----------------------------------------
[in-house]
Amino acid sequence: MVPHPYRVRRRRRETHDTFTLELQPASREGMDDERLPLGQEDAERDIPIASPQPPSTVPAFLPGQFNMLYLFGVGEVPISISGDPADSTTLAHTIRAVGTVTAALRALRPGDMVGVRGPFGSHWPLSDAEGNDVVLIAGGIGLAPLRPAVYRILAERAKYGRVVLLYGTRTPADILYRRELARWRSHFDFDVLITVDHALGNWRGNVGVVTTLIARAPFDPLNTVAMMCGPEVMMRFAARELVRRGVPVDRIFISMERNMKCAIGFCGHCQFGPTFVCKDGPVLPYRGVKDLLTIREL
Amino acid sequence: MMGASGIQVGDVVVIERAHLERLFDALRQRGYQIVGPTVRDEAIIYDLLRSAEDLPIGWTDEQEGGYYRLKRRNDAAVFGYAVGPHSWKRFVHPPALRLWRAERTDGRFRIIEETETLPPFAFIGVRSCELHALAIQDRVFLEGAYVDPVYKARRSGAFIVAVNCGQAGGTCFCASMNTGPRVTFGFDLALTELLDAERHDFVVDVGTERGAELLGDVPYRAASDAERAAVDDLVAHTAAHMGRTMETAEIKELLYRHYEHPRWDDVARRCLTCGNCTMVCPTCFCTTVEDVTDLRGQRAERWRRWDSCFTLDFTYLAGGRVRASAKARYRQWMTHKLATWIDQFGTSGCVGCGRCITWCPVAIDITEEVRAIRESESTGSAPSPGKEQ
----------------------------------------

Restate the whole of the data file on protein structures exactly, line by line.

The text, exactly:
[in-house]
Amino acid sequence: MVPHPYRVRRRRRETHDTFTLELQPASREGMDDERLPLGQEDAERDIPIASPQPPSTVPAFLPGQFNMLYLFGVGEVPISISGDPADSTTLAHTIRAVGTVTAALRALRPGDMVGVRGPFGSHWPLSDAEGNDVVLIAGGIGLAPLRPAVYRILAERAKYGRVVLLYGTRTPADILYRRELARWRSHFDFDVLITVDHALGNWRGNVGVVTTLIARAPFDPLNTVAMMCGPEVMMRFAARELVRRGVPVDRIFISMERNMKCAIGFCGHCQFGPTFVCKDGPVLPYRGVKDLLTIREL
Amino acid sequence: MMGASGIQVGDVVVIERAHLERLFDALRQRGYQIVGPTVRDEAIIYDLLRSAEDLPIGWTDEQEGGYYRLKRRNDAAVFGYAVGPHSWKRFVHPPALRLWRAERTDGRFRIIEETETLPPFAFIGVRSCELHALAIQDRVFLEGAYVDPVYKARRSGAFIVAVNCGQAGGTCFCASMNTGPRVTFGFDLALTELLDAERHDFVVDVGTERGAELLGDVPYRAASDAERAAVDDLVAHTAAHMGRTMETAEIKELLYRHYEHPRWDDVARRCLTCGNCTMVCPTCFCTTVEDVTDLRGQRAERWRRWDSCFTLDFTYLAGGRVRASAKARYRQWMTHKLATWIDQFGTSGCVGCGRCITWCPVAIDITEEVRAIRESESTGSAPSPGKEQ